Meet the journalist Avasna Pandey

15 Feb, 2022
News stories should not be gendered, says journalist Avasna Pandey of the Centre for Investigative Journalism in Nepal. The Centre trains women journalists and gatekeepers towards more equal newsrooms.

Avasna Pandey is a Nepali journalist and programme manager.
Photo by Esa Salminen

In Nepal, it is now easier to be a journalist if you are a woman.

So says journalist Avasna Pandey, programme manager at the Centre for Investigative Journalism.

“From what I’ve heard from my colleagues, there used to be a lot of sexual harassment, frankly,” she says.

“Back then people might not even have known it was harassment, but now people are more aware. Women are sensitive about harassment and the men in the editorial staff know what is appropriate and may no longer feel they have the right to do whatever they want.”

News topics have no gender

One of the projects coordinated by Pandey is the Women in Media project, in partnership with Vikes and three Tanzanian organisations.

One problem, she says, is that men are still a clear majority in the editorial offices. The second is that men tend to get the harder and more appreciated beats.

“Editors and managers put people in stereotypical boxes. Women are given cultural affairs and women’s issues, men are given politics and security,” she says.

Correcting this imbalance requires a conscious effort from both women and men.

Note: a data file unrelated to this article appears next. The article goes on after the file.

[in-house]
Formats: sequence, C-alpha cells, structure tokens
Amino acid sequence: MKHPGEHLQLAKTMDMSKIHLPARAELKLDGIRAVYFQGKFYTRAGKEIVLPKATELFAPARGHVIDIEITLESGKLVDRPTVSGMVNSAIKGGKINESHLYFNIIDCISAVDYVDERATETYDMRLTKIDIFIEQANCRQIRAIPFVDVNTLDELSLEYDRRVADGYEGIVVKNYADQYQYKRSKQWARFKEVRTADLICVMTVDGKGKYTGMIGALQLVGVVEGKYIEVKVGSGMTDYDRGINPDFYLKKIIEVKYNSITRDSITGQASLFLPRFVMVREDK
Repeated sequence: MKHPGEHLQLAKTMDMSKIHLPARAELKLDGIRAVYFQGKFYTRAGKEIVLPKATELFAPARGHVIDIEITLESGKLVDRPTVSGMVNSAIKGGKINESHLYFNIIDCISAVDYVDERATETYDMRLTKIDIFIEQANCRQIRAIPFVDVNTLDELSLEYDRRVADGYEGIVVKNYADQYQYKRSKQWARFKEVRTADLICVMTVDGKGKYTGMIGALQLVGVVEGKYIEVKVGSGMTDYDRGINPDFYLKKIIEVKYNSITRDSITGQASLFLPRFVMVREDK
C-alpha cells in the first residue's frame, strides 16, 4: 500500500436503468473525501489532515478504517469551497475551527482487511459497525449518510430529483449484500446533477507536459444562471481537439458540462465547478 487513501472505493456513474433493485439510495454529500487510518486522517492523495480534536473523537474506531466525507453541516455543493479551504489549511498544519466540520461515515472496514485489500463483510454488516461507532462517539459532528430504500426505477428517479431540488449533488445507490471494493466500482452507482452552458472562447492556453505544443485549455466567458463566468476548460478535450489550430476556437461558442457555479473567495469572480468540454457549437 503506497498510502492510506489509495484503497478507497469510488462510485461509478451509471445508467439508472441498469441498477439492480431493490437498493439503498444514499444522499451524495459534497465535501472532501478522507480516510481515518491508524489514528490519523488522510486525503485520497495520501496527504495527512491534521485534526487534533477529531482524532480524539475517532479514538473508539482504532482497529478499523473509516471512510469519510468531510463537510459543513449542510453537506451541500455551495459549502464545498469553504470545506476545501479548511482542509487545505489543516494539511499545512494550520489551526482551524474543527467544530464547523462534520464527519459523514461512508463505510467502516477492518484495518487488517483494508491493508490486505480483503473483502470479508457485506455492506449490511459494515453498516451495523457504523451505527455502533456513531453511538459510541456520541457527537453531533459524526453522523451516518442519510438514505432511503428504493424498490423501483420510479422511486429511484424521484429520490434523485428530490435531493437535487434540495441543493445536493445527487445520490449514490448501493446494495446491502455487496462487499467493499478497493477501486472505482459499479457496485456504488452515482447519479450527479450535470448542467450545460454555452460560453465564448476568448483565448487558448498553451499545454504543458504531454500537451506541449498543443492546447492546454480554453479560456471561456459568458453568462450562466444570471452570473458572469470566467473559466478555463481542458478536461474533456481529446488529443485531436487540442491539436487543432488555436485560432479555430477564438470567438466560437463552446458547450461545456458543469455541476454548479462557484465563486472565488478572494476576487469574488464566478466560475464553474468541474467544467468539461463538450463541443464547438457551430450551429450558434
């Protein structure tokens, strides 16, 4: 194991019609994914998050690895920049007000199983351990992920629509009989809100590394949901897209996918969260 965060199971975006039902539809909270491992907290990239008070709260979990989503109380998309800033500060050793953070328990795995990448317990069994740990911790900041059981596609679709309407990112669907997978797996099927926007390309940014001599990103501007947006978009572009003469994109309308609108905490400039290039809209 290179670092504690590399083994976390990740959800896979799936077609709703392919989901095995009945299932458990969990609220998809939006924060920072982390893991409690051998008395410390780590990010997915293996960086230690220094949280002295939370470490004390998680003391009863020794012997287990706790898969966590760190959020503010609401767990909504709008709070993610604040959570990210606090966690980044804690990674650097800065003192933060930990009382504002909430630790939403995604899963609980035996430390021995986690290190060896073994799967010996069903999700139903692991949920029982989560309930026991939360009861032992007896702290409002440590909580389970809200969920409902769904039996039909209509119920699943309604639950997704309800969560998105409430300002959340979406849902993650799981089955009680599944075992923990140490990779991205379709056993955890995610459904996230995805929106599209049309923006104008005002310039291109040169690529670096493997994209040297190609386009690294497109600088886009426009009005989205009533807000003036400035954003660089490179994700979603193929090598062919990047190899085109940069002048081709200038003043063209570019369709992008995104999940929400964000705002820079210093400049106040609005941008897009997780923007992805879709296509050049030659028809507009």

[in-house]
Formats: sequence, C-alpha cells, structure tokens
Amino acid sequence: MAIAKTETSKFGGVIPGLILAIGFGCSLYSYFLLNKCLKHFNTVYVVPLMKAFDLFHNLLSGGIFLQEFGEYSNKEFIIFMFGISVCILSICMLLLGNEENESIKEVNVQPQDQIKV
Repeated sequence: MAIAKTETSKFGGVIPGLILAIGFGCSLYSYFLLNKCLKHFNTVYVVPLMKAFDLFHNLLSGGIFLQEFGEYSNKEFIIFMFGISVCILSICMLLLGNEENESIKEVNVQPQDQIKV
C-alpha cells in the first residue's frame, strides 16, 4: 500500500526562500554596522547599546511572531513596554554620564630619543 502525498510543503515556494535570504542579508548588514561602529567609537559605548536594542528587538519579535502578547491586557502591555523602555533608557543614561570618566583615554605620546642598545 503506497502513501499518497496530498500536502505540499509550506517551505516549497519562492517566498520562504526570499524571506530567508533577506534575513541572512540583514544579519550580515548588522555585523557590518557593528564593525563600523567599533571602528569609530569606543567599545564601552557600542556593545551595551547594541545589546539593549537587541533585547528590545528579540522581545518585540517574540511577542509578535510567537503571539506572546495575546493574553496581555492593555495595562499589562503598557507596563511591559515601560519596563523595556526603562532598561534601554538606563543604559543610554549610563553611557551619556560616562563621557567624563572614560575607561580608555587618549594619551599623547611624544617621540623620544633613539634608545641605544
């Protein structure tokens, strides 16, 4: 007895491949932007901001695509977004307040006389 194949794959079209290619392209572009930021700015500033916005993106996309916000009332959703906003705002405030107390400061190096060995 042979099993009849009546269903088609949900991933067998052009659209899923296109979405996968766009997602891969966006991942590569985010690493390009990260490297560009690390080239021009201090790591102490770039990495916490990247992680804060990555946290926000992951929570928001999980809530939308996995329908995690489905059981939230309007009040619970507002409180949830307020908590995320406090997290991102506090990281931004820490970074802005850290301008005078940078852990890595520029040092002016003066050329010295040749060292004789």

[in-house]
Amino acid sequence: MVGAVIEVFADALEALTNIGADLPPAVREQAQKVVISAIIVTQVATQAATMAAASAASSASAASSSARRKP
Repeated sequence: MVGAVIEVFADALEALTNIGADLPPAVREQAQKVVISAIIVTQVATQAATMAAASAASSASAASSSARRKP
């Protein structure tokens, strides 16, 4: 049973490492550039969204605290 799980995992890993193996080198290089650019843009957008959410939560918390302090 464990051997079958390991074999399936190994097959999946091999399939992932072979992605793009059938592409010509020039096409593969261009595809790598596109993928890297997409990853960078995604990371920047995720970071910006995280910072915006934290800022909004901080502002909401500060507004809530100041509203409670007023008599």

“News stories have no gender, but it still needs work to become normal thinking in Nepali newsrooms.”

Aiming for an equal working atmosphere

The Women in Media project aims to create a working culture where women are seen as professional workers just as men are.

The Centre for Investigative Journalism provides training for women and helps them to write investigative stories.

“In Nepal, investigative journalism is typically done by men, so we want to break the taboo that women can’t do investigative stories.”

At the same time, the Centre is organising training events and workshops for editors and desk editors, because a lot depends on these gatekeepers as to whose stories get published and who gets to do the stories in the first place.

“We try to make them aware of their role and that they may be reinforcing stereotypes with the way they assign tasks,” says Pandey.

The aim would be to have a front page story written by a woman.

Hard research

The Centre for Investigative Journalism also supports its trainee journalists to write stories and get them published.

Recently, its trained journalists have investigated the situation of undocumented people, tax evasion, the use of natural resources and forced relocation of people, inefficient local government and witchcraft accusations against women, among other issues.

The Centre is part of the international network of investigative journalists ICIJ, which was nominated for the Nobel Peace Prize last year.

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